Just When I Thought It Was Safe to Get Back in the Water . . .

by | Nov 3, 2006 | The Joys of Publishing

Related Categories: The Joys of Publishing
Posts by: Brian

Seems like the printer fun never stops.  The sun came out in force today and warmed things up, so I went for a hike in the morning, which did wonders for my mood, then came home to find two cardboard cartons lurking by my front door.  Carried them inside, opened them up, and found one hundred and twenty . . . paperback . . . copies of that ground-breaking new piece of narrative fiction, The Great American Desert.

No, I did not order paperbacks.  Before I called the printer, I double-checked the original order.  Not a word about paperbacks.  And so, with a fine head of steam up, and primed to rant and rave, I called my account manager, who was in a meeting.  What a waste of a good head of steam.

When I eventually did get hold of her, she was terribly sorry about the mix-up, which makes at least two of us.  Several phone calls later, after she’d checked with her boss, it appears that they’re not particularly eager to do much to fix their mistake.  They’ve contacted the freight company, and the eighteen hundred and eighty copies that were still on the way are now headed back east.  These will have the covers ripped off and replaced, and will be re-shipped.

About the hundred and twenty now gracing my dining room table, we seem to be in some disagreement.  I have suggested that I keep them at no cost, so that I can, as far as possible, honor my commitment to do a book signing tomorrow, giving customers a paperback for now which they can trade for a hardback when they arrive.  Assuming that customers will be willing to go through that bother.  The printer doesn’t seem real thrilled about that idea, but five o’clock came and went without them giving me a firm answer.  As tomorrow is Saturday, I believe the technical term for what I now am is ‘hosed.’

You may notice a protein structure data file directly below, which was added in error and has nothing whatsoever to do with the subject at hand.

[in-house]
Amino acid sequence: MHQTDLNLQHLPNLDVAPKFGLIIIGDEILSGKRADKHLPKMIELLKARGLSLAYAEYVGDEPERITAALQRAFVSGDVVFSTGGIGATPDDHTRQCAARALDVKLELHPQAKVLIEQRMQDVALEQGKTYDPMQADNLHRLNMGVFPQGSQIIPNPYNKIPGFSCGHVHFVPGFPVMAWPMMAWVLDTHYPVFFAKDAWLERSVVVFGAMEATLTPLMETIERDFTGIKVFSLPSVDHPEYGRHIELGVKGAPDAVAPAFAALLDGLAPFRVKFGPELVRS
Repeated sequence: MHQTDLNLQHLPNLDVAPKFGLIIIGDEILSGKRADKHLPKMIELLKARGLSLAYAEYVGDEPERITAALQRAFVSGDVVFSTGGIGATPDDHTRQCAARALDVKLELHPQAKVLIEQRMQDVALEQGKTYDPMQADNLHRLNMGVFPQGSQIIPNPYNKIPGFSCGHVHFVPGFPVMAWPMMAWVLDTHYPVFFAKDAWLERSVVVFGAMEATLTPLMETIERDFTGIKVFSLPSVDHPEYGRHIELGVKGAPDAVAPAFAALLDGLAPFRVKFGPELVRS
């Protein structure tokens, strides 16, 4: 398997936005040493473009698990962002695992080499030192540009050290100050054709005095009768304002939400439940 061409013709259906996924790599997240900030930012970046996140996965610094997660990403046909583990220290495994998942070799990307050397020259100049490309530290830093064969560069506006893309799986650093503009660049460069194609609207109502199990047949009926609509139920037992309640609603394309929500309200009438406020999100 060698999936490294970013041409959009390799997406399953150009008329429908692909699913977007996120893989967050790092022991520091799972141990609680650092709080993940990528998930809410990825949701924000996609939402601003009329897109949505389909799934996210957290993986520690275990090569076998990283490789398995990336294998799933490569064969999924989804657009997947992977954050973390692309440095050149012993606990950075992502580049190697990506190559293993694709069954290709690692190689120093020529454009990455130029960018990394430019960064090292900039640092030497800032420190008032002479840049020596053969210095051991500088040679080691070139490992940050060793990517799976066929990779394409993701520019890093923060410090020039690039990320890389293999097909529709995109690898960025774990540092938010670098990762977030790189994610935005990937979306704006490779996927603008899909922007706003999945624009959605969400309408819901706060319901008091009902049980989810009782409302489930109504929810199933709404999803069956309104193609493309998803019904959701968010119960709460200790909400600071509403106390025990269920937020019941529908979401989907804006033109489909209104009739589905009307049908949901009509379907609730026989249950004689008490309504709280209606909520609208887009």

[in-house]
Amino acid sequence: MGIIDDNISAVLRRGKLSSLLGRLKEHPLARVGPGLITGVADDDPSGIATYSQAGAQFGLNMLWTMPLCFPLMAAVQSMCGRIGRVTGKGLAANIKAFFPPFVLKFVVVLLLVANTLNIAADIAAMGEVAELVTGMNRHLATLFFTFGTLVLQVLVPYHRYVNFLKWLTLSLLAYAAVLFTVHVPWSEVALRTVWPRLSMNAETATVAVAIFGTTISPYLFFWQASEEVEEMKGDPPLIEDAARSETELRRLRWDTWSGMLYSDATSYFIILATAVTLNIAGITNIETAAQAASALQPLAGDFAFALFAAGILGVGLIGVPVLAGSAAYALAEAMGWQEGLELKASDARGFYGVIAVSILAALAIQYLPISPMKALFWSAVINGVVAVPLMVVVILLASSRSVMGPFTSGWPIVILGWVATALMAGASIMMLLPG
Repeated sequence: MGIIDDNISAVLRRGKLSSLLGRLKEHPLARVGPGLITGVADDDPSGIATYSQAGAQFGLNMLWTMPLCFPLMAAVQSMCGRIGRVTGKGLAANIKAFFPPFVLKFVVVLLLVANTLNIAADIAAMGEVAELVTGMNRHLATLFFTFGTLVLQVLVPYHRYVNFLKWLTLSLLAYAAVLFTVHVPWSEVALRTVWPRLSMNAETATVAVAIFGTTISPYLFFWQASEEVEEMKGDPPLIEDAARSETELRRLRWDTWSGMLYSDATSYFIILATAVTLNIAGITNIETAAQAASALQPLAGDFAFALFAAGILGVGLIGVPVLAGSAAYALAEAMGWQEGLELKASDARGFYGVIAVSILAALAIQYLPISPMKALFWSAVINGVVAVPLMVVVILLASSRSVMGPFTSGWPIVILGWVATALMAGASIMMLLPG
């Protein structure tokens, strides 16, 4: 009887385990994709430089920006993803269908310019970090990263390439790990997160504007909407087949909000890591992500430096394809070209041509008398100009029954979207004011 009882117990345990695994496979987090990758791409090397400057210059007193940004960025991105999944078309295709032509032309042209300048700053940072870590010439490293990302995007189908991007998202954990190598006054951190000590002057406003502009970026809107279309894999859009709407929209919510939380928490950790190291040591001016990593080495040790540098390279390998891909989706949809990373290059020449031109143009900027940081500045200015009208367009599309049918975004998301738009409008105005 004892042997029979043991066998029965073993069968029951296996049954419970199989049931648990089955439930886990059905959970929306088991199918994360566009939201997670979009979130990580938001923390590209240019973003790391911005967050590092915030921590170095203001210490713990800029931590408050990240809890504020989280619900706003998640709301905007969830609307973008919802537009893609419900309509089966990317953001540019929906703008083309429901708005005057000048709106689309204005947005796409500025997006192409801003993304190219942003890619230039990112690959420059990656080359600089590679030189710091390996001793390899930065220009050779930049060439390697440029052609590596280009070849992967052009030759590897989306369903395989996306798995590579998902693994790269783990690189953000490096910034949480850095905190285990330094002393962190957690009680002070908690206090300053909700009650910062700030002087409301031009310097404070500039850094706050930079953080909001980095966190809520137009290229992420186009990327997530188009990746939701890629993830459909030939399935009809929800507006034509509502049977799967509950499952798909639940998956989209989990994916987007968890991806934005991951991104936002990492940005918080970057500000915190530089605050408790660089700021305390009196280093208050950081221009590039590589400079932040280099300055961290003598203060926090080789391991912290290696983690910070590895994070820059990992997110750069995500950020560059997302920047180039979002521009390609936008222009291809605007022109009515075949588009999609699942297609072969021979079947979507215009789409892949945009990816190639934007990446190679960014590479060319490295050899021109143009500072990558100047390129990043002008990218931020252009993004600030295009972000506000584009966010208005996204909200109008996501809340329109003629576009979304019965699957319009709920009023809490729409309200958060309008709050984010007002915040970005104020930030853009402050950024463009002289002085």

Some time ago I spent a few years in the world of retail.  Anything can be a learning experience, and one tidbit that I picked up from the gurus of retail is that providing perfect service is not the best way to achieve customer loyalty.  It’s the second-best way.  The best way is to screw up but then recover in a fashion that meets or exceeds customer expectations.  I’ve seen this in action.  People are so used to getting hosed that it’s they’re pleasantly shocked when the hoser turns around and goes the extra mile to make it right.


Seems likely I’ll be shopping around for a new printer for the second go-around.  Such a shame, too, as I thought we’d finally gotten all the kinks worked out.